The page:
When most people think about the powder metal industry, they only think of structural components that are ever-evolving to meet the needs of the marketplace. However, emerging trends in both industrial and transportation sectors require a re-engineering of AC and DC electrical performance.
How is powder metal adapting to meet this demand?
Today's powder metal material properties, in particular, are highly diverse. The processing method is also very scientific, and admittedly can cause headaches if you’re a purchaser or wet-behind-the-ears engineer. Sometimes it’s easier to visual things in chart form.
This flow chart categorizes powder metal (PM) materials into three groups based on performance needs. If you want a full description of a certain branch, click your link of choice below to skip forward to it.
- Soft magnetic composites -- rare levels of magnetic performance
Sintered soft magnetic materials -- optimized balance of strength and magnetic performance
- Structural iron-carbon materials -- for high-strength, non-magnetic applications
In general, as performance increases in each category, so does price.
There are all sorts of material grades, and all sorts of ways an advanced powder metallurgy manufacturer can customize them to fit your needs. What are the most important 1-2 qualities in your part? What are your non-negotiables?
Here's a look at each material/need in greater detail:
Soft Magnetic Composite Material Properties
Soft magnetic composites (SMCs) are compacted, but instead of being sintered, they get a lower-temperature heat treatment to cure the insulation product around each particle.
SMCs are great electric motor core materials for AC applications, from bathroom fans to e-bikes.
We're not providing the standard sliding scale for these materials. Why? The massive range of customizability and performance data ranges.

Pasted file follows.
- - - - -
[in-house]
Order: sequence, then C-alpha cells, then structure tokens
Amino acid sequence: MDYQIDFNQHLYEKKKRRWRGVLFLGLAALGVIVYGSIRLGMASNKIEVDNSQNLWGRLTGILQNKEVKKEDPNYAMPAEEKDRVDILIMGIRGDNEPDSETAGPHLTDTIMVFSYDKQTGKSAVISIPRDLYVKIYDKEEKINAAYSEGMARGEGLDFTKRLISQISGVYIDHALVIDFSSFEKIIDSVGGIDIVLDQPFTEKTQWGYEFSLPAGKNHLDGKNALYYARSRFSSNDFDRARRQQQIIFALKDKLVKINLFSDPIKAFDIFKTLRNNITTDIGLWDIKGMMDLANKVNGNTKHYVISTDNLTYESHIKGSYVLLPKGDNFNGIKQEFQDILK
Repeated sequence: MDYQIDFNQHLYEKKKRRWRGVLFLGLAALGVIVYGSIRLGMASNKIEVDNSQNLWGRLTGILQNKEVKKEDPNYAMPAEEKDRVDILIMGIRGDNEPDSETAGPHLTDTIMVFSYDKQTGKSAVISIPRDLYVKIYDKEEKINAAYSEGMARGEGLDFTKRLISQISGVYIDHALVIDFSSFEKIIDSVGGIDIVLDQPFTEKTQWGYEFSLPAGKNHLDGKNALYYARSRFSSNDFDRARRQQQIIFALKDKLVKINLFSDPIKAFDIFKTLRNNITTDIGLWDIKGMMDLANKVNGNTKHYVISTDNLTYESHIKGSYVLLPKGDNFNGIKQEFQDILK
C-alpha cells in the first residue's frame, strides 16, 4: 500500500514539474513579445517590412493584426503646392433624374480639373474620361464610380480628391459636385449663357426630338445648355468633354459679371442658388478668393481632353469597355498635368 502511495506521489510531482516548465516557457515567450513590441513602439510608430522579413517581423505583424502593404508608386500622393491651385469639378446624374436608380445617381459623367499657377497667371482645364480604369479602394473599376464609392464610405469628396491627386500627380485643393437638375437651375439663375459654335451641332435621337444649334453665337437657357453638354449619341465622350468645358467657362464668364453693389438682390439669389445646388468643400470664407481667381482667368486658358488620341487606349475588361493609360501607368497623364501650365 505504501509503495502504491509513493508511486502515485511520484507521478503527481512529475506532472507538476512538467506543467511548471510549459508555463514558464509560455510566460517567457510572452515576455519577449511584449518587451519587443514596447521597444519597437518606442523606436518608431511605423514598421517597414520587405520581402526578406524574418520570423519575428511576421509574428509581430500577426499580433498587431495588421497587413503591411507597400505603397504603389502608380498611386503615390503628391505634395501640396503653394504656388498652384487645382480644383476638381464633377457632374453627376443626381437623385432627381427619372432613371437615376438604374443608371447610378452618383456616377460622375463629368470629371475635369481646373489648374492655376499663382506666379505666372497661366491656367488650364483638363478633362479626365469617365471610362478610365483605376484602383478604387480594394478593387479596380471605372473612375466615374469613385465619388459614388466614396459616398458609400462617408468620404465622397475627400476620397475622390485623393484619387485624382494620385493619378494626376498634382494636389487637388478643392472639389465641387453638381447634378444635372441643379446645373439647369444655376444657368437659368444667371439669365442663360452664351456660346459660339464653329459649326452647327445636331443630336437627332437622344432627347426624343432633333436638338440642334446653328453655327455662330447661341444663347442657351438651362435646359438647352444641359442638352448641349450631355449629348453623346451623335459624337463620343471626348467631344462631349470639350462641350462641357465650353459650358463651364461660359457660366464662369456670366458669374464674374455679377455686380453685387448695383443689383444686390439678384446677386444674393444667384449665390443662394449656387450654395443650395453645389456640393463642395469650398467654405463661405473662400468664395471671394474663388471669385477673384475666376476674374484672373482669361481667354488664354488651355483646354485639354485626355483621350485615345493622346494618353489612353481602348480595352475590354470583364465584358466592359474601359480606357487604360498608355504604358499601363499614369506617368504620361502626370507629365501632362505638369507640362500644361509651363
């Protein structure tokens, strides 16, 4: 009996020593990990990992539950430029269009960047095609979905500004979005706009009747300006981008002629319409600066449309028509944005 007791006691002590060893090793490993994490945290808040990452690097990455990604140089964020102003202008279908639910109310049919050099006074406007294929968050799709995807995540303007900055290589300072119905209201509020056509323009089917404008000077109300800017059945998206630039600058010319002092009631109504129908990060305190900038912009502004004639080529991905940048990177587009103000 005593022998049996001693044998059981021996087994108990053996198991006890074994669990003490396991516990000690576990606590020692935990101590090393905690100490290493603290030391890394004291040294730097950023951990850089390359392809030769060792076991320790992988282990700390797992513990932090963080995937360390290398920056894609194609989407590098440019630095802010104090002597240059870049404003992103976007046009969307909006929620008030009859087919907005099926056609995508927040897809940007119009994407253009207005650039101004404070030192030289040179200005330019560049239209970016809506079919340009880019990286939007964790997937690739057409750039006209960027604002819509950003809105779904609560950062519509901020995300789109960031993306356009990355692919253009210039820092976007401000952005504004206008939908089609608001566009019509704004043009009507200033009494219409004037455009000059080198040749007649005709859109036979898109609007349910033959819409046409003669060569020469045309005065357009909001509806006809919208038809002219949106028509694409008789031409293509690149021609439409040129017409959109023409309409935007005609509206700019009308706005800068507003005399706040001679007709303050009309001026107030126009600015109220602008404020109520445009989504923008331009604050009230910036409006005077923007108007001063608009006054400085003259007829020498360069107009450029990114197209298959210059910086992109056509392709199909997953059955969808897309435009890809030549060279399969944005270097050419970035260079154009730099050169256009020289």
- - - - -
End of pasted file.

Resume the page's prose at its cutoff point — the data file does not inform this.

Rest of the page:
We go into SMC component projects with a higher cost expectation. Then, as we test, we narrow down your needs to get the best component possible at a reasonable price point.
Because SMCs are so customizable, they require interactive discussion to find the right solution. Have a project you'd like to consider SMC for, but not sure where to start? Fill out this form, and we'll send a customized answer. If you're not ready, simply skip it and keep learning below!
SMC Performance Trait Audit
A quick explainer of shape complexity: This trait can influence material and process choice, though all powder metals benefit from the inherent shape-making capability of PM. Here are examples of what's considered low, medium, and high complexity in PM shapes (in that order):
As for the other measurables you should be asking yourself about, they include.:
- Core losses
- Frequency response
Note that the strength of magnetic powder metal parts can be higher than their reputation! Each main category of SMC has slight variations in strength.
Here we've created five hypothetical AC material solutions, rather than show you specific grades. Each addresses a common need in AC electric motor design and similar projects:
- Horizon example #1: High-permeability material. A key trait in many magnetic parts.
- Horizon example #2: High-strength material. Note that the "8,000+" psi option in the form above is more of a working goal than something immediately available. May be steam treated to improve tensile strength. May include a magnetic oxide coating to add permeability and strength.. Moderate core losses.